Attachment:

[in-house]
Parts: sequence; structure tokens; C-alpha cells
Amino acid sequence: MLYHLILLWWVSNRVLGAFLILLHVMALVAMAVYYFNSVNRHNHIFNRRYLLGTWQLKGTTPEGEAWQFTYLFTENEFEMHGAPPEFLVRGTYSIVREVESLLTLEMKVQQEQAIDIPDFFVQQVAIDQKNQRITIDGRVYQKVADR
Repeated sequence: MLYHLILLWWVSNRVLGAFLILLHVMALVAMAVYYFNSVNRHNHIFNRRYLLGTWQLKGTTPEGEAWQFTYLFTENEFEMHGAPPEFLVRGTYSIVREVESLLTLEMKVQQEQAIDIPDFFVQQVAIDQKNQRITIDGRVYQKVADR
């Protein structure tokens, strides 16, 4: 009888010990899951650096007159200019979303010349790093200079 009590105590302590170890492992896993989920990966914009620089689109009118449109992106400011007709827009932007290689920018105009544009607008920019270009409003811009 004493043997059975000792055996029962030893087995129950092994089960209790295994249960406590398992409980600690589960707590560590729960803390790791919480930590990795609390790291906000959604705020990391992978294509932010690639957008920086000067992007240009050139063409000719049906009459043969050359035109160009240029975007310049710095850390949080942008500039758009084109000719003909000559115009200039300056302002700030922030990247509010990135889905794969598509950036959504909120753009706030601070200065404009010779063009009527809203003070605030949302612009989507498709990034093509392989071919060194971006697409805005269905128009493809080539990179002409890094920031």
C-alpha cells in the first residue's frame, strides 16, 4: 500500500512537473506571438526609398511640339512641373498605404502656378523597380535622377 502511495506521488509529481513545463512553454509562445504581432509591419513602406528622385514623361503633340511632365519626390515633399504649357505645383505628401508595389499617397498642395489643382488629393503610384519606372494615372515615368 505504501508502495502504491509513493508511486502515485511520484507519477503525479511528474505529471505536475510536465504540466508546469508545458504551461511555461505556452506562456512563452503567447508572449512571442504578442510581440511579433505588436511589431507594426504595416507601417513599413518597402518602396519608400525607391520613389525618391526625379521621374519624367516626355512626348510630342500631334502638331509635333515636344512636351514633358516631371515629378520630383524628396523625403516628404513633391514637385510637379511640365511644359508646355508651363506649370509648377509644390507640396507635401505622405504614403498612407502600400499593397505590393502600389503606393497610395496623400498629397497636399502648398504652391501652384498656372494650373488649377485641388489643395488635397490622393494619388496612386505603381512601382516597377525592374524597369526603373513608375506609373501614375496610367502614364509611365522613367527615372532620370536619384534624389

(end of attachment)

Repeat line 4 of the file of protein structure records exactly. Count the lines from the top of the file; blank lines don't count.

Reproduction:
Repeated sequence: MLYHLILLWWVSNRVLGAFLILLHVMALVAMAVYYFNSVNRHNHIFNRRYLLGTWQLKGTTPEGEAWQFTYLFTENEFEMHGAPPEFLVRGTYSIVREVESLLTLEMKVQQEQAIDIPDFFVQQVAIDQKNQRITIDGRVYQKVADR